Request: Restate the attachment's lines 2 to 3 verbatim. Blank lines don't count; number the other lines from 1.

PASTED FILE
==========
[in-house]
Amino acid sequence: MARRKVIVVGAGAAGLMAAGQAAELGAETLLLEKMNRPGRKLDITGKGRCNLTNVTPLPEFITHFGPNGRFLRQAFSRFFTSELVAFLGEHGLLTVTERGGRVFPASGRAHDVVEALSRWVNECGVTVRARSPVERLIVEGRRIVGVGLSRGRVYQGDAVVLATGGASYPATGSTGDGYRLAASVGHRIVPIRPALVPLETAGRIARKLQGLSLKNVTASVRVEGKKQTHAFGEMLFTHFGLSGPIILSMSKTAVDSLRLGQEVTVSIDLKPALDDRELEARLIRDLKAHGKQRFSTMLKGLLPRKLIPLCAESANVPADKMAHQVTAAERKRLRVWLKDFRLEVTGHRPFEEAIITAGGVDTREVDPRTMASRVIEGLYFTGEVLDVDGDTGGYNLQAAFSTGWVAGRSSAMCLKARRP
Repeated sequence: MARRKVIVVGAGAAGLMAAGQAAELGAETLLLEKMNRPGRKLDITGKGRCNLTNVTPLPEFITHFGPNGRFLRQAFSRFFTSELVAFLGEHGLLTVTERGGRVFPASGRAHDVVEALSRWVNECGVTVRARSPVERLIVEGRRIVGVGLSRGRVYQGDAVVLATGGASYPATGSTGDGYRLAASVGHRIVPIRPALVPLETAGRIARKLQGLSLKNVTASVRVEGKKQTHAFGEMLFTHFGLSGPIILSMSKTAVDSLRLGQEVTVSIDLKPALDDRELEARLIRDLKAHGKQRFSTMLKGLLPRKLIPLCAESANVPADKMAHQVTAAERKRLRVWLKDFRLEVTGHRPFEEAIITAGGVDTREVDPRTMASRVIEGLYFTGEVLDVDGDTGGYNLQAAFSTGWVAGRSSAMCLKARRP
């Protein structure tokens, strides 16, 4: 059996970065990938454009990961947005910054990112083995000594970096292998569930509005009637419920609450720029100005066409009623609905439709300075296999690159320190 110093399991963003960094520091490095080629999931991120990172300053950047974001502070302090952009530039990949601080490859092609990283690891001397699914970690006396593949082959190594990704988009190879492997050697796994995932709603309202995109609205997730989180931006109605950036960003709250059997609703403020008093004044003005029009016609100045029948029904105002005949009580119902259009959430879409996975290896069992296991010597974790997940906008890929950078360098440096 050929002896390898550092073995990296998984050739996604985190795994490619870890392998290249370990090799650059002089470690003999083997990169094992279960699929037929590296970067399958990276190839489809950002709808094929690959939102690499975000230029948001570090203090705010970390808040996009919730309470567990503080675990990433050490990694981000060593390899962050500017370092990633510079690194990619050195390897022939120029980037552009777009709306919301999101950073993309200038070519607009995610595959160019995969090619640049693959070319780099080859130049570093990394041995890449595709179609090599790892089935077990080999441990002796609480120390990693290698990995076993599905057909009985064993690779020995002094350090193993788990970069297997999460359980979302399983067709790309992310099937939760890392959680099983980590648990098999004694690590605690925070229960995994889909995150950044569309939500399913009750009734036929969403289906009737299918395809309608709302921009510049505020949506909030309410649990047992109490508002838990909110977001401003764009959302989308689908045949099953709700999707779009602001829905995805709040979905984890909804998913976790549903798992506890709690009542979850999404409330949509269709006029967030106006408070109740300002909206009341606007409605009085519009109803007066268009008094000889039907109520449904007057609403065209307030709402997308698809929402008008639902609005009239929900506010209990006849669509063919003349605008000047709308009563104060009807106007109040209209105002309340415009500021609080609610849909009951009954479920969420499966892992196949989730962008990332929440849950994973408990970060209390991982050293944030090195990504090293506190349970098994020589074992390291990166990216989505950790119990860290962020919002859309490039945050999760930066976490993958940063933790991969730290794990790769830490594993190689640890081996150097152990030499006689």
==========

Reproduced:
Amino acid sequence: MARRKVIVVGAGAAGLMAAGQAAELGAETLLLEKMNRPGRKLDITGKGRCNLTNVTPLPEFITHFGPNGRFLRQAFSRFFTSELVAFLGEHGLLTVTERGGRVFPASGRAHDVVEALSRWVNECGVTVRARSPVERLIVEGRRIVGVGLSRGRVYQGDAVVLATGGASYPATGSTGDGYRLAASVGHRIVPIRPALVPLETAGRIARKLQGLSLKNVTASVRVEGKKQTHAFGEMLFTHFGLSGPIILSMSKTAVDSLRLGQEVTVSIDLKPALDDRELEARLIRDLKAHGKQRFSTMLKGLLPRKLIPLCAESANVPADKMAHQVTAAERKRLRVWLKDFRLEVTGHRPFEEAIITAGGVDTREVDPRTMASRVIEGLYFTGEVLDVDGDTGGYNLQAAFSTGWVAGRSSAMCLKARRP
Repeated sequence: MARRKVIVVGAGAAGLMAAGQAAELGAETLLLEKMNRPGRKLDITGKGRCNLTNVTPLPEFITHFGPNGRFLRQAFSRFFTSELVAFLGEHGLLTVTERGGRVFPASGRAHDVVEALSRWVNECGVTVRARSPVERLIVEGRRIVGVGLSRGRVYQGDAVVLATGGASYPATGSTGDGYRLAASVGHRIVPIRPALVPLETAGRIARKLQGLSLKNVTASVRVEGKKQTHAFGEMLFTHFGLSGPIILSMSKTAVDSLRLGQEVTVSIDLKPALDDRELEARLIRDLKAHGKQRFSTMLKGLLPRKLIPLCAESANVPADKMAHQVTAAERKRLRVWLKDFRLEVTGHRPFEEAIITAGGVDTREVDPRTMASRVIEGLYFTGEVLDVDGDTGGYNLQAAFSTGWVAGRSSAMCLKARRP